Why do any of us care about watching The Big Game? Because of the pride we feel and thrill we get from watching athletes compete to achieve the highest levels of physical human accomplishment in ways normal people like you and me could never dream of. But we’re still painfully aware that we belong to the same species as LeBron James and Shaquille O’Neill, which is absolutely awe-inspiring if nothing else. And if your teams of choice (or geographical obligation) haven’t been giving you any pride to speak of lately – you know, like if you’re from Cleveland – then it’s the hope of next year that keeps you coming back for more.
We invest so much of ourselves in rooting for “our” teams that it becomes a very personal relationship. There’s a connectedness. And as a social species, connectedness is vital. No one envies how disconnected Tom Hanks was in Cast Away. When you have no one and nothing to occupy your mind, you start talking to a freaking volleyball for some semblance of entertainment. When he finally gets rescued and returns home after four years of hellish solitude and rugged isolation, remember the FIRST thing he says to his former wife? “So let me get one thing straight here. We have a pro football team now, but they’re in Nashville?”
The highs and lows we feel when we watch sports become even more profound on an international level when that team pride turns into patriotism once every four years for the Olympics. Or every two years if, you know, you’re a Winter Games person…whose heart just swells with pride from sea to shining sea every time someone lands a triple Axel. Whatever.
Why do any of us put on a favorite album or a song when we’re feeling blue? Or when we’re happy? Or bored? It’s the power of relatability. Haven’t you felt a song speak to you so personally that it seems impossible it wasn’t written specifically for you? Everyone knows what that feels like, and it’s maybe the most powerful aspect of music. The way the artist can make the listener – a complete stranger – relate on a deeply personal level to what is being sung about. “Kurt Cobain must understand what it’s like to be me. He would totally want to be my friend if he were alive. He gets me.” No, no he didn’t. In fact, he probably would have hated me. Even as an angsty, pissed off teenager, I had way too much fun and laughed far too often for Kurt Cobain to even consider being my friend. But of course that’s not what I thought back when Nirvana was molding my adolescent thoughts and feelings. That’s the connection that music creates. You don’t even need lyrics to do it. Just ask Beethoven or Paco de Lucia.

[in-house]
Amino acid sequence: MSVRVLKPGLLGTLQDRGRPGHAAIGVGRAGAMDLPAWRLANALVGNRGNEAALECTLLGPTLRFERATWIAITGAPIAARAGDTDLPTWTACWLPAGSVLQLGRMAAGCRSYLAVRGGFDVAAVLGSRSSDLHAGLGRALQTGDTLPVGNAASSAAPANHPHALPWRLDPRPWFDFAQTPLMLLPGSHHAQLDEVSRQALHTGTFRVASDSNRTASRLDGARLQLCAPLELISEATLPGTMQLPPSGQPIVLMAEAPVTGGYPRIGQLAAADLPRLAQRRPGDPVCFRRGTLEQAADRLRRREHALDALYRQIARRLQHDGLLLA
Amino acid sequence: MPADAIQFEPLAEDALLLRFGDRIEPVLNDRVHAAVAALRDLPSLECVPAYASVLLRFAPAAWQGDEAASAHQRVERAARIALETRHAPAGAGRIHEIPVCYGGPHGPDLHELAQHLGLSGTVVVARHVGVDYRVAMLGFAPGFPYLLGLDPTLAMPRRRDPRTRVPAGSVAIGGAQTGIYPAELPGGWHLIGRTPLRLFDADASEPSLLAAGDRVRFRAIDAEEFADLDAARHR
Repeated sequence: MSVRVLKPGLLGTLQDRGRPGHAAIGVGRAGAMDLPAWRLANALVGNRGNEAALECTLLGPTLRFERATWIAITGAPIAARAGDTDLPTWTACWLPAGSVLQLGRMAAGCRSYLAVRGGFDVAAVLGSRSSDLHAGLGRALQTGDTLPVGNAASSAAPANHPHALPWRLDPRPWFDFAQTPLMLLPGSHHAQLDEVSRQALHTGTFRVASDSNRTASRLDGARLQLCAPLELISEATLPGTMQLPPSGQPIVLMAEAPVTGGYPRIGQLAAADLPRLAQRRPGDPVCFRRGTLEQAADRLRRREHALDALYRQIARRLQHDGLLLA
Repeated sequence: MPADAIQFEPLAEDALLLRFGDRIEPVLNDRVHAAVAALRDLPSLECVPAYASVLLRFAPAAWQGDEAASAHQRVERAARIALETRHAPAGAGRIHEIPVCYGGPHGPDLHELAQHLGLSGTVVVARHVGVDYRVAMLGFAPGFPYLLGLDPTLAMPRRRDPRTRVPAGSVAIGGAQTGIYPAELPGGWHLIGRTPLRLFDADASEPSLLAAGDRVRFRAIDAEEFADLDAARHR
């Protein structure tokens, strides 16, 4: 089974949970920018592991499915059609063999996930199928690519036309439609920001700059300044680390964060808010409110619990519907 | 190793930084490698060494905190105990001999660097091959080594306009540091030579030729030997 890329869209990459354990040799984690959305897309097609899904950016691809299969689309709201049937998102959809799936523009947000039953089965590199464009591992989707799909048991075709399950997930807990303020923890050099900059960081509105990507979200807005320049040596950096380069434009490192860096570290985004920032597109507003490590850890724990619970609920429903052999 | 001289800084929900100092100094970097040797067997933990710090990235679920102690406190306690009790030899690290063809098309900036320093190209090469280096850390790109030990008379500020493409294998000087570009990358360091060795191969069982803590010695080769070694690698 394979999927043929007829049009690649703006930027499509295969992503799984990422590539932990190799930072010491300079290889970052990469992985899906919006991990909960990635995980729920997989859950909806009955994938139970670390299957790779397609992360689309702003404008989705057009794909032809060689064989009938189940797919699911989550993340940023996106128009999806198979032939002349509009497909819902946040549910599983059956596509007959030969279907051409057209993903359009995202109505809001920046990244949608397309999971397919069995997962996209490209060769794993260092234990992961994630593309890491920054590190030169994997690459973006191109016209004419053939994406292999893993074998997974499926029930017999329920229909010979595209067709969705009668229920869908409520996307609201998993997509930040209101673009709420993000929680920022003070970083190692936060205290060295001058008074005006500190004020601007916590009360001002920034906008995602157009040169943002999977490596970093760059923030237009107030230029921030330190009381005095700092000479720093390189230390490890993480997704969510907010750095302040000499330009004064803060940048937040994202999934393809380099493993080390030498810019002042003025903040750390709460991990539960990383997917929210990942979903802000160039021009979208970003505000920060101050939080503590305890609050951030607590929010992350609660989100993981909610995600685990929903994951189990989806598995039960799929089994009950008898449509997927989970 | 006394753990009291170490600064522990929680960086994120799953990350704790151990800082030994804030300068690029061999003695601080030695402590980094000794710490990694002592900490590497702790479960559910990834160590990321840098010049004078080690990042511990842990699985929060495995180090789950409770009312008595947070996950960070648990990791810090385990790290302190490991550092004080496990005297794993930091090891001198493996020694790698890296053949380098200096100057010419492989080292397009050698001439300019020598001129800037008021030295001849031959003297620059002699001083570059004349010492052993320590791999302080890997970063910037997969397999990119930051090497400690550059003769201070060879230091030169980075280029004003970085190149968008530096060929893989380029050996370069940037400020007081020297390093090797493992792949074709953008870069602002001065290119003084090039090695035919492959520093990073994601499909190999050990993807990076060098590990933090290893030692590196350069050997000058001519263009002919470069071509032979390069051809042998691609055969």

One of my favorite things about fiction – whether it’s literature or film – is that it can teach you just as much about life as nonfiction or history can. The way that we relate to an artist’s song or music is the same way we learn about life through people or characters. It doesn’t matter if they’re real or fictional; whether they’re on a screen or a page.
Nelson Mandela devoted much of his 27 years in a South African prison to reading novels, including John Steinbeck’s classic, The Grapes of Wrath. “When I closed that book, I was a different man. It enriched my powers of thinking and discipline, and my relationships.”
THAT is the power of good entertainment. It inspires us to be better. That “WOW” moment can come from a book, a painting, or a come-from-behind victory by the underdog New York Giants against the undefeated New England Patriots in Super Bowl XLII (damn you, Spike Lee!). Feeling connected somehow to our fellow human beings – or an idea – is what keeps us going, what gives us some purpose. And life is so fragile that these things deserve to be celebrated. These things that inspire us, make us smile, give us joy, let us appreciate the beauty in life; these things aren’t mere guilty pleasures that serve to amuse us. They shape us for the rest of our lives.